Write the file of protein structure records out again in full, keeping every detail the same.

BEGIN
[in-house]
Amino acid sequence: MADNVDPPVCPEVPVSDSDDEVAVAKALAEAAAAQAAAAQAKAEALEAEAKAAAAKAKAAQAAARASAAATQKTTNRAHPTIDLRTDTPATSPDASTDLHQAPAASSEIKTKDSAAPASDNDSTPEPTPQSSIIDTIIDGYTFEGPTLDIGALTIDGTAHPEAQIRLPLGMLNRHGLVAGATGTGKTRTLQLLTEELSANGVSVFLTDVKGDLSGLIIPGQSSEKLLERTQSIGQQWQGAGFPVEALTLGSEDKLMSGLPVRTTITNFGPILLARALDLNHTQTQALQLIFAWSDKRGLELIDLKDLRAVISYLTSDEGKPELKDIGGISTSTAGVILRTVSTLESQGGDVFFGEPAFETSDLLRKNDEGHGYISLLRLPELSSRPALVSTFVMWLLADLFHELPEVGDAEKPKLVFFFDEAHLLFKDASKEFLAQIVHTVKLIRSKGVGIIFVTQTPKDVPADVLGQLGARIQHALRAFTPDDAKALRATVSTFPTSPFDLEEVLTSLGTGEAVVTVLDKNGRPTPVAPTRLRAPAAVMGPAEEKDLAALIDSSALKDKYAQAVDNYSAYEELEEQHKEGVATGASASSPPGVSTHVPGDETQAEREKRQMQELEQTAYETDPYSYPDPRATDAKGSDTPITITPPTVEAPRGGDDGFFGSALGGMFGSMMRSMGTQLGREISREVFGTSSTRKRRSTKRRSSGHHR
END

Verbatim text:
[in-house]
Amino acid sequence: MADNVDPPVCPEVPVSDSDDEVAVAKALAEAAAAQAAAAQAKAEALEAEAKAAAAKAKAAQAAARASAAATQKTTNRAHPTIDLRTDTPATSPDASTDLHQAPAASSEIKTKDSAAPASDNDSTPEPTPQSSIIDTIIDGYTFEGPTLDIGALTIDGTAHPEAQIRLPLGMLNRHGLVAGATGTGKTRTLQLLTEELSANGVSVFLTDVKGDLSGLIIPGQSSEKLLERTQSIGQQWQGAGFPVEALTLGSEDKLMSGLPVRTTITNFGPILLARALDLNHTQTQALQLIFAWSDKRGLELIDLKDLRAVISYLTSDEGKPELKDIGGISTSTAGVILRTVSTLESQGGDVFFGEPAFETSDLLRKNDEGHGYISLLRLPELSSRPALVSTFVMWLLADLFHELPEVGDAEKPKLVFFFDEAHLLFKDASKEFLAQIVHTVKLIRSKGVGIIFVTQTPKDVPADVLGQLGARIQHALRAFTPDDAKALRATVSTFPTSPFDLEEVLTSLGTGEAVVTVLDKNGRPTPVAPTRLRAPAAVMGPAEEKDLAALIDSSALKDKYAQAVDNYSAYEELEEQHKEGVATGASASSPPGVSTHVPGDETQAEREKRQMQELEQTAYETDPYSYPDPRATDAKGSDTPITITPPTVEAPRGGDDGFFGSALGGMFGSMMRSMGTQLGREISREVFGTSSTRKRRSTKRRSSGHHR